Charles T. Troy, email@example.com
GÖTEBORG, Sweden – There are two challenges facing optical
label-free biosensing, especially for clinical applications, according to Alexandre
Dmitriev of Chalmers University of Technology.
“The system should be able to work in physiological fluids
– blood, urine, saliva – which are loaded with all sorts of proteins,
creating strong, unwanted background for the biosensor signal,” he said. “And
the instrumentation should be simple and compact enough to be placed at a point-of-care
location and operated by medical – but not research – professionals.”
To improve optical label-free biosensing and make it more cost-effective,
Dmitriev and colleagues at Chalmers have come up with a system that employs a vertical-cavity
surface-emitting laser (VCSEL)/micro-optoelectromechanical system (MOEMS), along
with a specially designed nanoplasmonic sensing chip and a CCD detector.
Schematics of the biosensing setup. The VCSEL/(MOEMS) micro-optoelectromechanical system light
source, at bottom, illuminates the sensor surface (an array of gold nanoplasmonic
disks on glass, enclosed in a simple fluidic chip). The CCD, at top, further detects
transmitted light. Note how the diagram indicates the reduction of VCSEL light intensity
after it passes the fluidic cell. Courtesy of the American Chemical Society.
The researchers designed a compact biochemosensing platform based
on a VCSEL that generates coherent illumination at 850 nm. Rather than using a commercial
one, the group developed its own. Fabricated in an in-house process, it is oxide-confined,
with an oxide aperture diameter of 3 to 4 µm. During measurements, the VCSEL drive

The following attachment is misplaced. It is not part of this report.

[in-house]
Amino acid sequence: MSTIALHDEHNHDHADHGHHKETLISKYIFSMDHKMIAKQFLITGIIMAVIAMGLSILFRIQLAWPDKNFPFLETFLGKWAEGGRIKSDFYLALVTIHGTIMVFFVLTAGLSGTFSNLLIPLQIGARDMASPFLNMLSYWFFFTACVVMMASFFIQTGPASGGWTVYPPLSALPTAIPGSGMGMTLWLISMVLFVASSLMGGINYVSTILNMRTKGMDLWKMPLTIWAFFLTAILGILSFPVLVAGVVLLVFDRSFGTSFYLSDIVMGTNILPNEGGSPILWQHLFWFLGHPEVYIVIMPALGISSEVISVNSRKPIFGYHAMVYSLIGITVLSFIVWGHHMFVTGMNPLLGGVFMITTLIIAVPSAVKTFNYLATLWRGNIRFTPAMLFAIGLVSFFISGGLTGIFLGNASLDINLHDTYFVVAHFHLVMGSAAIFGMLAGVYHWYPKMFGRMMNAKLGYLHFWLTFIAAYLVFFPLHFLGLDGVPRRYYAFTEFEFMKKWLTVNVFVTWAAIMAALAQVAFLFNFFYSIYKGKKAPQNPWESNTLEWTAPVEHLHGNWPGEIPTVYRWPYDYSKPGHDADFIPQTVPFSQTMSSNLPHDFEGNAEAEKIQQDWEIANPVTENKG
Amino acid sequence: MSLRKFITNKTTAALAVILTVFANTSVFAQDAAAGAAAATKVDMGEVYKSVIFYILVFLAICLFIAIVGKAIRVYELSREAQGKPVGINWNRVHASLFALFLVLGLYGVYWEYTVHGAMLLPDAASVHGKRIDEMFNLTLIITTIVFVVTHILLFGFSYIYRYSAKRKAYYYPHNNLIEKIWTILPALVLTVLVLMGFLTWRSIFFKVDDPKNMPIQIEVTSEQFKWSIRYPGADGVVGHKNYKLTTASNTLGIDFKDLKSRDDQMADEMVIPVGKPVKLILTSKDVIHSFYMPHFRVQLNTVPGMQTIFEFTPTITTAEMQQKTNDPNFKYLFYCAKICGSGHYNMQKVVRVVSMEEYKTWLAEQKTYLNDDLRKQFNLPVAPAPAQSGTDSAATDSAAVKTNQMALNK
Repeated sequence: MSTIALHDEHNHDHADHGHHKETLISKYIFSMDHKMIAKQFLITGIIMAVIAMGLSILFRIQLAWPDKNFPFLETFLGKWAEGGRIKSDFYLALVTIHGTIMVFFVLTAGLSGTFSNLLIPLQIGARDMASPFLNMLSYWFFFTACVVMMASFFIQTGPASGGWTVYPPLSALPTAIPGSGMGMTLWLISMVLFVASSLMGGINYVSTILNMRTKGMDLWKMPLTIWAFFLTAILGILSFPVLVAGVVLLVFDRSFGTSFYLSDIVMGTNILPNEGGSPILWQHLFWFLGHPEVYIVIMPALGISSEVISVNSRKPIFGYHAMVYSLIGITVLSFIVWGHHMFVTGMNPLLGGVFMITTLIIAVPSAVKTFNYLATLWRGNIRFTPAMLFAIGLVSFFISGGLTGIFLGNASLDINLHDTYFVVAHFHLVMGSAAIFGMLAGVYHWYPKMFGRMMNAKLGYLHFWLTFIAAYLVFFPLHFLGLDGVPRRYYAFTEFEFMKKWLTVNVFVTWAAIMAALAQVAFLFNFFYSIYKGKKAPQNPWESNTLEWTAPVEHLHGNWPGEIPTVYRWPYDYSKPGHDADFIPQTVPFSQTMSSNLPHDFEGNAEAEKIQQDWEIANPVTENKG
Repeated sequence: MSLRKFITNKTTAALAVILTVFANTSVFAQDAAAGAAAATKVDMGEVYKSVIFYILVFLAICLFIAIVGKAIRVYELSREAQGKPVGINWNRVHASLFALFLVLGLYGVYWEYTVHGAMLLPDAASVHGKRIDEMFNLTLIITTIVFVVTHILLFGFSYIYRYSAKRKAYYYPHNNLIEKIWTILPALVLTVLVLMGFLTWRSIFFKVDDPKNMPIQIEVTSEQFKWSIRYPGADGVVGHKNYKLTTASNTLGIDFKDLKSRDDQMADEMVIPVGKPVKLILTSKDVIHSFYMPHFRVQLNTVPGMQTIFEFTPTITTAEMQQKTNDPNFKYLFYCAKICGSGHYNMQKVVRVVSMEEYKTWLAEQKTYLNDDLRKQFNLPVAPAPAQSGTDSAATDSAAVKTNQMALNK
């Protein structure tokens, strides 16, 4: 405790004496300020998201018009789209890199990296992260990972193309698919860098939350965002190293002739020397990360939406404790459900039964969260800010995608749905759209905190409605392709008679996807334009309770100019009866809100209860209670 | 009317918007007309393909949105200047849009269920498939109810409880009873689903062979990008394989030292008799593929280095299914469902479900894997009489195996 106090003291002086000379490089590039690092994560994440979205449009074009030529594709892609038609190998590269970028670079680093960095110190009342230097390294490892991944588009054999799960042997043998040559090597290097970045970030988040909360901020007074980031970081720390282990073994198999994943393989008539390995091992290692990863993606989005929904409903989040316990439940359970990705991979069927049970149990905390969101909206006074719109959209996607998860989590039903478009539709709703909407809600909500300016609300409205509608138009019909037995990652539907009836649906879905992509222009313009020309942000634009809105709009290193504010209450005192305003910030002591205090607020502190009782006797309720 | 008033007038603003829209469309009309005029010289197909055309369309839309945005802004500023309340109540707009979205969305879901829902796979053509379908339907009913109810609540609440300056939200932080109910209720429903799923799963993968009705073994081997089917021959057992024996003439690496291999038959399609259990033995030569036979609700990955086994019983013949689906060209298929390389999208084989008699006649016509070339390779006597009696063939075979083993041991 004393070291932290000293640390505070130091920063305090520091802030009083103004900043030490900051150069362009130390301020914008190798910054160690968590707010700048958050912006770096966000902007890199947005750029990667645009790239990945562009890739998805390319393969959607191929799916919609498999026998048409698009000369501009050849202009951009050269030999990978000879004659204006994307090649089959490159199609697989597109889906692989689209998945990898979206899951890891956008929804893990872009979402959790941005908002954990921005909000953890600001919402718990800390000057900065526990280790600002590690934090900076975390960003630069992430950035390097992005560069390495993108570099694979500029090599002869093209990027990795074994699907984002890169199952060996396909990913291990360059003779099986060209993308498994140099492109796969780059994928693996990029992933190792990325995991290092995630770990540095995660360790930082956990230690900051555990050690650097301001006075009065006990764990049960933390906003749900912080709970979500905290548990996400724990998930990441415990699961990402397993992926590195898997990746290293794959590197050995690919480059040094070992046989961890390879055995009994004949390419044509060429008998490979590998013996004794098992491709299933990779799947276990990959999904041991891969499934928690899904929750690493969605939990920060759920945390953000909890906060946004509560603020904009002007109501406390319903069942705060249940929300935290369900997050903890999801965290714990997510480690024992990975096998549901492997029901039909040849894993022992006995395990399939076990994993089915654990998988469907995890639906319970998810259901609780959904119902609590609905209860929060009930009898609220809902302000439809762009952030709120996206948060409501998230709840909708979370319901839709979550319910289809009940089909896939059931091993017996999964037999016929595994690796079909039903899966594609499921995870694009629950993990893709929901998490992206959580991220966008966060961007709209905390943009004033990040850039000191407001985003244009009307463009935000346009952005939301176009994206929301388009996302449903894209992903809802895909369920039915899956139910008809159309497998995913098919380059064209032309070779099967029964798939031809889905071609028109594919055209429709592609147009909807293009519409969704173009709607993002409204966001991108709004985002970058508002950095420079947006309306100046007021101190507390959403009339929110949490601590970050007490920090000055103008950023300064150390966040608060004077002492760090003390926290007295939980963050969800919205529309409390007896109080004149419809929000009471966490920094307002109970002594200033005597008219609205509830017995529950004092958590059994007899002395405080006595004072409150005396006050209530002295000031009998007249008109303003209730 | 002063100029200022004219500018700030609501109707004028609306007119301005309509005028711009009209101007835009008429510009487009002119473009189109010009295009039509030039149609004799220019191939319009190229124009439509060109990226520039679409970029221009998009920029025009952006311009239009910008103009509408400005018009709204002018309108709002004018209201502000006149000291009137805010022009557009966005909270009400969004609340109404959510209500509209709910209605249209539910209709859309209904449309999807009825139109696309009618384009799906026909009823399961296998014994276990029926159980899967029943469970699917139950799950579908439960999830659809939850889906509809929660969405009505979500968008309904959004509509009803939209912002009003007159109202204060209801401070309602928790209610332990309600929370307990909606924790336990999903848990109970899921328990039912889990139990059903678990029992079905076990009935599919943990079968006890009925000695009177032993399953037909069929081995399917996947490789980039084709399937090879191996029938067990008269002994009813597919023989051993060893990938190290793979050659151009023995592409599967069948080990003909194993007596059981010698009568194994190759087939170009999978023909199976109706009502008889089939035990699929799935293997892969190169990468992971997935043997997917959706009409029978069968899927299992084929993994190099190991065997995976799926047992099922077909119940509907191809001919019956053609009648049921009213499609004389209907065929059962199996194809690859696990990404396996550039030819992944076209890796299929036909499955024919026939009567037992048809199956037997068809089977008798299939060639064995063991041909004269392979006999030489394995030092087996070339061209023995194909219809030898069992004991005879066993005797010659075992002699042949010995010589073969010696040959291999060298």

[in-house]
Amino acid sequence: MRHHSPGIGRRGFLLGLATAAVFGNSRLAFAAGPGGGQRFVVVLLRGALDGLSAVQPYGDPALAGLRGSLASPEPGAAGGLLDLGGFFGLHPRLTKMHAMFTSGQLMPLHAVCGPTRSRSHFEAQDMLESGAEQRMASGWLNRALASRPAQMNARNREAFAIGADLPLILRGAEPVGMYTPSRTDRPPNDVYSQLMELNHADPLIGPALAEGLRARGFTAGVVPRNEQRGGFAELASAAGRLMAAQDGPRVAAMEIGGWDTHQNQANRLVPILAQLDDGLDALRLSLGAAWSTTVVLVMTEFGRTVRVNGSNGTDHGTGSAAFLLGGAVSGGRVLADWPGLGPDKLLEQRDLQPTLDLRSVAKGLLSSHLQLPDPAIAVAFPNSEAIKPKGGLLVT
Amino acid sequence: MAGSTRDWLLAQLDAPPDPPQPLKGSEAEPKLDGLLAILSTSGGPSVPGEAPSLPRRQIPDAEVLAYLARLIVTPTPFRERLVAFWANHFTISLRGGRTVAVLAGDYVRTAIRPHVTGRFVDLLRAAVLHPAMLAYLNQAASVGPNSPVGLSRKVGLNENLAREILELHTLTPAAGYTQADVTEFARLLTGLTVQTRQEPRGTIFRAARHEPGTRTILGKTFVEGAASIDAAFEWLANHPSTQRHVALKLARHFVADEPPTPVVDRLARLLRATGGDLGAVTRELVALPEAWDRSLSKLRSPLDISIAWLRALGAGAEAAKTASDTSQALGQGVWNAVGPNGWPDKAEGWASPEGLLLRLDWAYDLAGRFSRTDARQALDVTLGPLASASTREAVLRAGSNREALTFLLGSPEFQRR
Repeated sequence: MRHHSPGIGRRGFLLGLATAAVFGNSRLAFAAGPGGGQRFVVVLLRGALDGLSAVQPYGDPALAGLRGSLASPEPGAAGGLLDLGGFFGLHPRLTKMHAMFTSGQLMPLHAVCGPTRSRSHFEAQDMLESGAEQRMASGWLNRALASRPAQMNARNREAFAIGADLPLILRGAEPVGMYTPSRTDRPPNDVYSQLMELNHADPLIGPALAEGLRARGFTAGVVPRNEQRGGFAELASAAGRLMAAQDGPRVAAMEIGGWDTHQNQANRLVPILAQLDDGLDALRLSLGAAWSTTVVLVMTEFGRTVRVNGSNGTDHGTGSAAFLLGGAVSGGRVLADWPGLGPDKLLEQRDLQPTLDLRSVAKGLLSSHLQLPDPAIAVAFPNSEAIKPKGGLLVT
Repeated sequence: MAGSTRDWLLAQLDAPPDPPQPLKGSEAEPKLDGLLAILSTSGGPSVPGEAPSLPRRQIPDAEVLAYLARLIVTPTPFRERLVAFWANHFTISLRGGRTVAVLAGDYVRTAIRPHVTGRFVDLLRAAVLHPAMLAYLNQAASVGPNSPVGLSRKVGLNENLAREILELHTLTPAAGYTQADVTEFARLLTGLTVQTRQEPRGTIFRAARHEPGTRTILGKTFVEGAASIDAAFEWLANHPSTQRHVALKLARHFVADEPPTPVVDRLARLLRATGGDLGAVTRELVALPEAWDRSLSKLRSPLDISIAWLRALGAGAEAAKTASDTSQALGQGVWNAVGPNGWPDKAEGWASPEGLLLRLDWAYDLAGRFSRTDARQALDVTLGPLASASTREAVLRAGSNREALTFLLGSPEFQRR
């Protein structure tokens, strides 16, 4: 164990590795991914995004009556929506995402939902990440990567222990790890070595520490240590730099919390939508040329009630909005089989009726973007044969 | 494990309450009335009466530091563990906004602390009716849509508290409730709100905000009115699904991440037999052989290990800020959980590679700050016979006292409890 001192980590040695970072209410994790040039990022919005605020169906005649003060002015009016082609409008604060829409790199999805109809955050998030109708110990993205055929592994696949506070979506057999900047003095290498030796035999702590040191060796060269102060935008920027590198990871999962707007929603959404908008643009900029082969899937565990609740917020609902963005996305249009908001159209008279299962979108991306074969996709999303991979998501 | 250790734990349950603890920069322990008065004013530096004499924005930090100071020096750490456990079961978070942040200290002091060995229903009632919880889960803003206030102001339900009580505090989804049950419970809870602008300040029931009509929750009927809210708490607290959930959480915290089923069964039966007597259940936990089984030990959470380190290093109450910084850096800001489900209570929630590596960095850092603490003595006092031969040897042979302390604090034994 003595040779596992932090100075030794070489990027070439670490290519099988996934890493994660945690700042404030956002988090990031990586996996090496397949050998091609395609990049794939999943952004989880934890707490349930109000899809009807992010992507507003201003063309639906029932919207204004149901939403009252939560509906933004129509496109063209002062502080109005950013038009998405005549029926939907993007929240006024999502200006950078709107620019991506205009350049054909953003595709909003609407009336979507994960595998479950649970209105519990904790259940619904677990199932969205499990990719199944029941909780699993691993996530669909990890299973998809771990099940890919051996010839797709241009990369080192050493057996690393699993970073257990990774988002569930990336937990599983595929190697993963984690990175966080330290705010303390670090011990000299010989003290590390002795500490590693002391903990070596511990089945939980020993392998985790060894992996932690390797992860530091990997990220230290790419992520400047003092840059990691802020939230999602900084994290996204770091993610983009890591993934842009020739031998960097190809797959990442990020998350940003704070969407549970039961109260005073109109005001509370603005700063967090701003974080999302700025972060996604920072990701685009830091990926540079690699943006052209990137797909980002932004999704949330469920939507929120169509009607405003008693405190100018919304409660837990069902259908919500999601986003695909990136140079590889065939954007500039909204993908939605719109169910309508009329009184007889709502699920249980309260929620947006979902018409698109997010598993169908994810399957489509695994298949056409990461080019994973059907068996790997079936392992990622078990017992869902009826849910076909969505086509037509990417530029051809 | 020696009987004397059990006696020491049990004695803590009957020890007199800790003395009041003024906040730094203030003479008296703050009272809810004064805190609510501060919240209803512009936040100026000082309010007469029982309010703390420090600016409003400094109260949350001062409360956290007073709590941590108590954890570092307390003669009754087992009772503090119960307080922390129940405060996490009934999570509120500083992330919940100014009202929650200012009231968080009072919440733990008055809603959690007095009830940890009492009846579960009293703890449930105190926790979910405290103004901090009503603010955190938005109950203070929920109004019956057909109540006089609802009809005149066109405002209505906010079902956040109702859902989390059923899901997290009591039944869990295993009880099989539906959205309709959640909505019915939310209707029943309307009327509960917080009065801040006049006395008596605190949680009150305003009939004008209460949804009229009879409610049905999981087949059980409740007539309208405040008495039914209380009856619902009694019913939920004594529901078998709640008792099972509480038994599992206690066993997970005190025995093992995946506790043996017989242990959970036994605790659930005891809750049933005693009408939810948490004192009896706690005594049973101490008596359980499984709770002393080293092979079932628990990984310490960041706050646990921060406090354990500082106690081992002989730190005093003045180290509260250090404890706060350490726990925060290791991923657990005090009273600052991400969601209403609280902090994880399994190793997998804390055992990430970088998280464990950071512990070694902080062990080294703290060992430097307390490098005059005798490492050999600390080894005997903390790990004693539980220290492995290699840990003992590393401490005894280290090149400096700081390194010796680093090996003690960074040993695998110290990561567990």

current was set to approximately 0.8 mA (Its threshold current is approximately
0.3 mA), and the beam divergence was 12° at full width half maximum, which
was independent of the drive current.
A microlens, centered above the laser, was used to initially focus
the outcoming light into a low divergent beam of approximately 600 µm in diameter
as detected at the CCD chip of the regular monochrome Hamamatsu C3057 CCD camera,
placed about 10 cm above the laser in the forward direction. A damping filter was
inserted in front of the camera to prevent it from saturating.
“Among the developed biochemosensing strategies, those based
on optically active nanostructured noble metals that support localized surface plasmon
resonances in the visible and near-infrared spectral range are particularly attractive,
as they provide the possibility of label-free detection of biological and chemical
species with extremely high sensitivity,” Dmitriev said. “Additionally,
such systems allow the possibility of easy integration.”
In explaining the reason for the research, Dmitriev said, “Our
motivation was to address the second issue and to ‘strip’ optical label-free
plasmonic biosensing of as many optical components as possible, leaving a still
fully functional, highly sensitive analytical biosensing device. So in this work
we avoided using any optical components – microscope set-ups, lenses, etc.
– having a simple fluid handling cell, a single-wavelength light source and
a CCD light detector. Note that all the mentioned components can be integrated in
a compact vertical stack. From the biosensing perspective, there is no need for
any extra distance between the light source (VCSEL), the fluidic cell with the plasmonic
sensing chip and the surface of a CCD detector.” Dmitriev pointed out that
these components are also cheap and widely available.
“Of course, the smart design of the plasmonic chip was required
to maximize the performance,” he added. “Yet again, the chip itself
was made with a very affordable technology: bottom-up large-scale nanofabrication
(hole-mask colloidal lithography).
“Nonetheless, despite the simplicity, we straightforwardly
achieved very sound sensitivity levels in the detection of protein-protein interactions.”
The group’s results were published in the Feb. 15, 2010,
issue of Analytical Chemistry.